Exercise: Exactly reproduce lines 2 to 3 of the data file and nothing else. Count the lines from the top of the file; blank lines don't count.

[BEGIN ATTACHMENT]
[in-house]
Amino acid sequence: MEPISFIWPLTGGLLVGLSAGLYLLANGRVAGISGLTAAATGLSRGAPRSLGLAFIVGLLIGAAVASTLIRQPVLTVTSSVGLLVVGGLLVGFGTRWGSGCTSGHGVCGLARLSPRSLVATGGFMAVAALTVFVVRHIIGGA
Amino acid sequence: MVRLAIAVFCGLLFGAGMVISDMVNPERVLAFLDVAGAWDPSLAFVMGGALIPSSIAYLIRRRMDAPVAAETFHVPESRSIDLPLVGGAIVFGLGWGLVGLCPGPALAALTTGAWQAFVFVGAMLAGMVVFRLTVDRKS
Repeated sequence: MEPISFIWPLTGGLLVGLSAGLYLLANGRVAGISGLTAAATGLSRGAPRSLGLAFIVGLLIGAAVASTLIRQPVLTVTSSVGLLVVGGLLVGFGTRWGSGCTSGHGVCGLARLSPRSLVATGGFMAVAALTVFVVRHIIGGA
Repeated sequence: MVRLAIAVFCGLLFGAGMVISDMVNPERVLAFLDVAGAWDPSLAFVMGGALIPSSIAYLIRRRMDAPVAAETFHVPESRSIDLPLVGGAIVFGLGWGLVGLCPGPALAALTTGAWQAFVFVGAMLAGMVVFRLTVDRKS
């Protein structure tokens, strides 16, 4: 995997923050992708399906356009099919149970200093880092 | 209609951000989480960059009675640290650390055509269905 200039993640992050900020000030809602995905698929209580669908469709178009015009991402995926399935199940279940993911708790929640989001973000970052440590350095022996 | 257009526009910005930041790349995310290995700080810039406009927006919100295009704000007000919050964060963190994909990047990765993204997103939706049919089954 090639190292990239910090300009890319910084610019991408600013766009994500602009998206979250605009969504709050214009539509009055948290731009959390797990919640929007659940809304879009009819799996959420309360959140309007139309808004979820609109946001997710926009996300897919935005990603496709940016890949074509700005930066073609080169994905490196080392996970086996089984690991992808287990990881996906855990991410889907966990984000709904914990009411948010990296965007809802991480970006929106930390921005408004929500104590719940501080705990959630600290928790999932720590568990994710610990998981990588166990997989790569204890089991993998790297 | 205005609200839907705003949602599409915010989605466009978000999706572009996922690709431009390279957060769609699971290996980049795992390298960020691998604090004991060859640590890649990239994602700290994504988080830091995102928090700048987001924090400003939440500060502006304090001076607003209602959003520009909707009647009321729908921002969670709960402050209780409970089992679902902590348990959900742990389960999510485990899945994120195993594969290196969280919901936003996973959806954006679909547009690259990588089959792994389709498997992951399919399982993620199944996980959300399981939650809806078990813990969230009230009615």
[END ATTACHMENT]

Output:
Amino acid sequence: MEPISFIWPLTGGLLVGLSAGLYLLANGRVAGISGLTAAATGLSRGAPRSLGLAFIVGLLIGAAVASTLIRQPVLTVTSSVGLLVVGGLLVGFGTRWGSGCTSGHGVCGLARLSPRSLVATGGFMAVAALTVFVVRHIIGGA
Amino acid sequence: MVRLAIAVFCGLLFGAGMVISDMVNPERVLAFLDVAGAWDPSLAFVMGGALIPSSIAYLIRRRMDAPVAAETFHVPESRSIDLPLVGGAIVFGLGWGLVGLCPGPALAALTTGAWQAFVFVGAMLAGMVVFRLTVDRKS